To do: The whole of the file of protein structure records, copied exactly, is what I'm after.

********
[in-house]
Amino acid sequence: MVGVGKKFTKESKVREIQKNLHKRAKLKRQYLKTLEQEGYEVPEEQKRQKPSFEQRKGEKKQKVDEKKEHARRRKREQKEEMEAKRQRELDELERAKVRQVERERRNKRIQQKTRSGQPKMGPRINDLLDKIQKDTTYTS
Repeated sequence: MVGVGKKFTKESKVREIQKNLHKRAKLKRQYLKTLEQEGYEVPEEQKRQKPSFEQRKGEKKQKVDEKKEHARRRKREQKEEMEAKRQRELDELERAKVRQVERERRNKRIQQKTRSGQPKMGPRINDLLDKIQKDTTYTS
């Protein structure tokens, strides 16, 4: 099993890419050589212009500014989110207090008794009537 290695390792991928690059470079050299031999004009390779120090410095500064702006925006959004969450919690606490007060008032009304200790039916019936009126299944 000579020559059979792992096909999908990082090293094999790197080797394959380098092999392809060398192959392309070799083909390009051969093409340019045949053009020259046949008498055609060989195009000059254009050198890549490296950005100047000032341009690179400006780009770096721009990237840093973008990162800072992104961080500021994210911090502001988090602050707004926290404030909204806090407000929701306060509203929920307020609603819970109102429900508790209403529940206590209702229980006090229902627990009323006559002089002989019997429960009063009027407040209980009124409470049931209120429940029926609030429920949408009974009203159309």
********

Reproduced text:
[in-house]
Amino acid sequence: MVGVGKKFTKESKVREIQKNLHKRAKLKRQYLKTLEQEGYEVPEEQKRQKPSFEQRKGEKKQKVDEKKEHARRRKREQKEEMEAKRQRELDELERAKVRQVERERRNKRIQQKTRSGQPKMGPRINDLLDKIQKDTTYTS
Repeated sequence: MVGVGKKFTKESKVREIQKNLHKRAKLKRQYLKTLEQEGYEVPEEQKRQKPSFEQRKGEKKQKVDEKKEHARRRKREQKEEMEAKRQRELDELERAKVRQVERERRNKRIQQKTRSGQPKMGPRINDLLDKIQKDTTYTS
């Protein structure tokens, strides 16, 4: 099993890419050589212009500014989110207090008794009537 290695390792991928690059470079050299031999004009390779120090410095500064702006925006959004969450919690606490007060008032009304200790039916019936009126299944 000579020559059979792992096909999908990082090293094999790197080797394959380098092999392809060398192959392309070799083909390009051969093409340019045949053009020259046949008498055609060989195009000059254009050198890549490296950005100047000032341009690179400006780009770096721009990237840093973008990162800072992104961080500021994210911090502001988090602050707004926290404030909204806090407000929701306060509203929920307020609603819970109102429900508790209403529940206590209702229980006090229902627990009323006559002089002989019997429960009063009027407040209980009124409470049931209120429940029926609030429920949408009974009203159309």